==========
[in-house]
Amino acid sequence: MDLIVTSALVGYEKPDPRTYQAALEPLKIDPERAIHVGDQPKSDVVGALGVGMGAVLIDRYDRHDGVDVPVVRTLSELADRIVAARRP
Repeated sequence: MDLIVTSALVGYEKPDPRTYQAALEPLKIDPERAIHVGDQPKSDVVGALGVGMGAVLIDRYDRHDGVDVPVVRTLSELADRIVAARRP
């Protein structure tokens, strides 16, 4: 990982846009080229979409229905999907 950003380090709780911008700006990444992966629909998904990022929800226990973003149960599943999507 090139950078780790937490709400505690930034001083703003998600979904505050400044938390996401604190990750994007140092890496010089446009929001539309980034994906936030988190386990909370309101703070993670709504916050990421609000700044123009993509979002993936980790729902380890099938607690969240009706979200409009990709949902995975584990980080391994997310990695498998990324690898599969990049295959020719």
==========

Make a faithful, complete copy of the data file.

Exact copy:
[in-house]
Amino acid sequence: MDLIVTSALVGYEKPDPRTYQAALEPLKIDPERAIHVGDQPKSDVVGALGVGMGAVLIDRYDRHDGVDVPVVRTLSELADRIVAARRP
Repeated sequence: MDLIVTSALVGYEKPDPRTYQAALEPLKIDPERAIHVGDQPKSDVVGALGVGMGAVLIDRYDRHDGVDVPVVRTLSELADRIVAARRP
């Protein structure tokens, strides 16, 4: 990982846009080229979409229905999907 950003380090709780911008700006990444992966629909998904990022929800226990973003149960599943999507 090139950078780790937490709400505690930034001083703003998600979904505050400044938390996401604190990750994007140092890496010089446009929001539309980034994906936030988190386990909370309101703070993670709504916050990421609000700044123009993509979002993936980790729902380890099938607690969240009706979200409009990709949902995975584990980080391994997310990695498998990324690898599969990049295959020719």